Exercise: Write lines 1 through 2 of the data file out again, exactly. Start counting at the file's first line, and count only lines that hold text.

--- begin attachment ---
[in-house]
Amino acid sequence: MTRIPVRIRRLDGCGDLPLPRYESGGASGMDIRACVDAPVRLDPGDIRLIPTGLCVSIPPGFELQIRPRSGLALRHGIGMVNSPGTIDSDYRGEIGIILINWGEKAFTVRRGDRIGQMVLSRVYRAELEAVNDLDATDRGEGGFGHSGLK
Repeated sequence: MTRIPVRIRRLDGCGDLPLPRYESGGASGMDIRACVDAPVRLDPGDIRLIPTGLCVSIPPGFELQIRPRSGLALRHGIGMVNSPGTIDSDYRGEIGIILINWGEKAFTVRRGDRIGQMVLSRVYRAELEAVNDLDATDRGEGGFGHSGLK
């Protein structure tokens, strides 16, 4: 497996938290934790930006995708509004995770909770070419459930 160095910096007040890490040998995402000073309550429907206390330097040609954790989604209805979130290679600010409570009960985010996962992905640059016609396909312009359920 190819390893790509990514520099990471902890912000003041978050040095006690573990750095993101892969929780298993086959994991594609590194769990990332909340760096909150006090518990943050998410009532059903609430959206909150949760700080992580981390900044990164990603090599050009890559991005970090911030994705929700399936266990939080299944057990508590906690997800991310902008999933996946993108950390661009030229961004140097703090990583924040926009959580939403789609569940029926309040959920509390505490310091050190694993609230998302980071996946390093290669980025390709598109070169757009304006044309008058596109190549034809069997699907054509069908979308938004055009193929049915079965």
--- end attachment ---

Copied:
[in-house]
Amino acid sequence: MTRIPVRIRRLDGCGDLPLPRYESGGASGMDIRACVDAPVRLDPGDIRLIPTGLCVSIPPGFELQIRPRSGLALRHGIGMVNSPGTIDSDYRGEIGIILINWGEKAFTVRRGDRIGQMVLSRVYRAELEAVNDLDATDRGEGGFGHSGLK